mySampleRate = NULL;
    	myByteRate = NULL;
    	myBlockAlign = NULL;
    	myBitsPerSample = NULL;
    	myDataSize = NULL;
    }
    
    void Load_Wave_File(char *fname) 
    { 
        FILE *fp; 
    
        fp = fopen("DING.WAV","rb"); 
        if (fp) 
        { 
            BYTE id[4], *sound_buffer; //four bytes to hold 'RIFF' 
            DWORD size; //32 bit value to hold file size 
            short format_tag, channels, block_align, bits_per_sample; //our 16 values 
            DWORD format_length, sample_rate, avg_bytes_sec, data_size, i; //our 32 bit values 
    
            fread(id, sizeof(BYTE), 4, fp); //read in first four bytes 
            if (!strcmp(id, "RIFF")) { //we had 'RIFF' let's continue 
                fread(size, sizeof(DWORD), 1, fp); //read in 32bit size value 
                fread(id, sizeof(BYTE), 4, fp); //read in 4 byte string now 
                if (!strcmp(id,"WAVE")) 
                { //this is probably a wave file since it contained "WAVE" 
                    fread(id, sizeof(BYTE), 4, fp); //read in 4 bytes "fmt "; 
                    fread(&format_length, sizeof(DWORD),1,fp); 
                    fread(&format_tag, sizeof(short), 1, fp); //check mmreg.h (i think?) for other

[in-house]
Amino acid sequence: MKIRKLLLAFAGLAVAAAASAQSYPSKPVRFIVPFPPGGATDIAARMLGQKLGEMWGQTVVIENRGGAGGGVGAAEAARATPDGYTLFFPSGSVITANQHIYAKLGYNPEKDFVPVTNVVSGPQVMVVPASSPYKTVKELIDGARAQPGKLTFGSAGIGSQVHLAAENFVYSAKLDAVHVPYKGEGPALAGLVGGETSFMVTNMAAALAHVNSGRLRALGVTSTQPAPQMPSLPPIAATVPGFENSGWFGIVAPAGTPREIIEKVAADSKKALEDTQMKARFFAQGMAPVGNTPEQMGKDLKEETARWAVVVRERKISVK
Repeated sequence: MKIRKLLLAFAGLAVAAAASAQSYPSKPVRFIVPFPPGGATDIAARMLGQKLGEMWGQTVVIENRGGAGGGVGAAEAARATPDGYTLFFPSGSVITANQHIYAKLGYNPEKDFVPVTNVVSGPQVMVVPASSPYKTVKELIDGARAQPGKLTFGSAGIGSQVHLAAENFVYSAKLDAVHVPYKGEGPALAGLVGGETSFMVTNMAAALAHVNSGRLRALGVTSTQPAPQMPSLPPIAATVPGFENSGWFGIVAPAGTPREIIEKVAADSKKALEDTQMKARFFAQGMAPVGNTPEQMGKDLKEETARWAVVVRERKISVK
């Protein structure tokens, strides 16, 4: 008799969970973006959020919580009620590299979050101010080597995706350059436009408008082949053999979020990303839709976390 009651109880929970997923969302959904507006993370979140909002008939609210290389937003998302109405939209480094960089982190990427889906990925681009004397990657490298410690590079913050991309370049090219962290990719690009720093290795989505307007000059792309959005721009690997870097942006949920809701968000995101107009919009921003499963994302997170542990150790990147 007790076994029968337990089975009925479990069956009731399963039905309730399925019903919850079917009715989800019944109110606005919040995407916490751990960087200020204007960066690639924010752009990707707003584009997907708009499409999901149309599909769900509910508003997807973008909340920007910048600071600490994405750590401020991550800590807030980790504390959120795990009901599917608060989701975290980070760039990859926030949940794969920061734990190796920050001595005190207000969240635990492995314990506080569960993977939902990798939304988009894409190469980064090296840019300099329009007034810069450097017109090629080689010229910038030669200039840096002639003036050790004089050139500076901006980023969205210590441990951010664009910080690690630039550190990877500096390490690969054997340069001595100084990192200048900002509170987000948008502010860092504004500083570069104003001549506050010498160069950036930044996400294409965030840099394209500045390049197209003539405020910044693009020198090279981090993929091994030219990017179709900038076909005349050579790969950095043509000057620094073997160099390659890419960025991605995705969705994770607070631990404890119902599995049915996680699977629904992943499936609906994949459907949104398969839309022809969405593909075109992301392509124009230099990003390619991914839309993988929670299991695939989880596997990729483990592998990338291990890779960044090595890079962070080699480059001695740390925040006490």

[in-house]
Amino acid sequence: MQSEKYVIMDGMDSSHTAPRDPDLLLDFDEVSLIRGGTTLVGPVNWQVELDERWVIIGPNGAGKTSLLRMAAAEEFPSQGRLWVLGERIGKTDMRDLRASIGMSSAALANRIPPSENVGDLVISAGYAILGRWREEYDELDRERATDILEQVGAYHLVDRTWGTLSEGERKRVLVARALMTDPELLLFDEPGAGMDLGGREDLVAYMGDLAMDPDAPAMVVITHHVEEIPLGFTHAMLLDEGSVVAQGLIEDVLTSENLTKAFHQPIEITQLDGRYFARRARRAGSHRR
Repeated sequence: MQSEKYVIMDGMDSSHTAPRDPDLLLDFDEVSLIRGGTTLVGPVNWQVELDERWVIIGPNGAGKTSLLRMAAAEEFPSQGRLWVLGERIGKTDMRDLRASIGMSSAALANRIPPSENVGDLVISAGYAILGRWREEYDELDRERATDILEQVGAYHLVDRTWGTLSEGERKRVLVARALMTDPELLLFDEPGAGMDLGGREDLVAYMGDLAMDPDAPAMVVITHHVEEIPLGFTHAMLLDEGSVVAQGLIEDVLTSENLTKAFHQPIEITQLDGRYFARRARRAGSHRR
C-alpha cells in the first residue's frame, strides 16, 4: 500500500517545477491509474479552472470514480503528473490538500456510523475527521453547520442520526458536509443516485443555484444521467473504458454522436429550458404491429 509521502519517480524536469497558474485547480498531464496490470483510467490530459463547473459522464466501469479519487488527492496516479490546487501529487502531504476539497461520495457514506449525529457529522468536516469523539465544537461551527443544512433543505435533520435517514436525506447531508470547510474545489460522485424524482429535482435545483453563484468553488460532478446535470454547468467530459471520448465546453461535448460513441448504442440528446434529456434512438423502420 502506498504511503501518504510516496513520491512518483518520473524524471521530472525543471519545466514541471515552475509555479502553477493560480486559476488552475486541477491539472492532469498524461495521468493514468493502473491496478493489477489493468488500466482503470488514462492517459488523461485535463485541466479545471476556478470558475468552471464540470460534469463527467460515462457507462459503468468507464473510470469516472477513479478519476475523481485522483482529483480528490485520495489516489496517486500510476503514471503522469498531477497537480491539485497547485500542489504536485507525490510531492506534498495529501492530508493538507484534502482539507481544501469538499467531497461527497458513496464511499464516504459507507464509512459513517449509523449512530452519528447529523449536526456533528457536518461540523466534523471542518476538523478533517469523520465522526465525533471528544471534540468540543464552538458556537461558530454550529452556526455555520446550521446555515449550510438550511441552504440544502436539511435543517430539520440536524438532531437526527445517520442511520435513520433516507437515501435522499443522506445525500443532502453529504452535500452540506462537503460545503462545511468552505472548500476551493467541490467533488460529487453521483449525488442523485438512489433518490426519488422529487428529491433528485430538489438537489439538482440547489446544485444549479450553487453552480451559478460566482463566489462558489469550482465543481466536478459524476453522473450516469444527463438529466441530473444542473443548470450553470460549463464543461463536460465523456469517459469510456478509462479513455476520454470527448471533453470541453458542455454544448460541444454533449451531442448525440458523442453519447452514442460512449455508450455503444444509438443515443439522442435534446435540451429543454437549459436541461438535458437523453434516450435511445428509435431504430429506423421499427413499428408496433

// possible format tags like ADPCM 
                    fread(&channels, sizeof(short),1,fp); //1 mono, 2 stereo 
                    fread(&sample_rate, sizeof(DWORD), 1, fp); //like 44100, 22050, etc... 
                    fread(&avg_bytes_sec, sizeof(short), 1, fp); //probably won't need this 
                    fread(&block_align, sizeof(short), 1, fp); //probably won't need this 
                    fread(&bits_per_sample, sizeof(short), 1, fp); //8 bit or 16 bit file? 
                    fread(id, sizeof(BYTE), 4, fp); //read in 'data' 
                    fread(&data_size, sizeof(DWORD), 1, fp); //how many bytes of sound data we have 
                    sound_buffer = (BYTE *) malloc (sizeof(BYTE) * data_size); //set aside sound buffer space 
                    fread(sound_buffer, sizeof(BYTE), data_size, fp); //read in our whole sound data chunk 
                } 
                else 
                    printf("Error: RIFF file but not a wave file\n"); 
            } 
            else 
                printf("Error: not a RIFF file\n"); 
        } 
    }
    I'm using Visual Studio 2008 to do this as I have recently downloaded programming software

  14. #14
    Cat without Hat CornedBee's Avatar
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    Well, first you should be clear on whether you want to program C or C++. Your code consists of a curious mix of elements of both languages, with the C++ parts used incorrectly.
    All the buzzt!
    CornedBee

    "There is not now, nor has there ever been, nor will there ever be, any programming language in which it is the least bit difficult to write bad code."
    - Flon's Law

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    Hi,

    Was looking to code it in C, not C++.....

    What do I need to do change it over to C, is it a big change!!

    Can you give me some info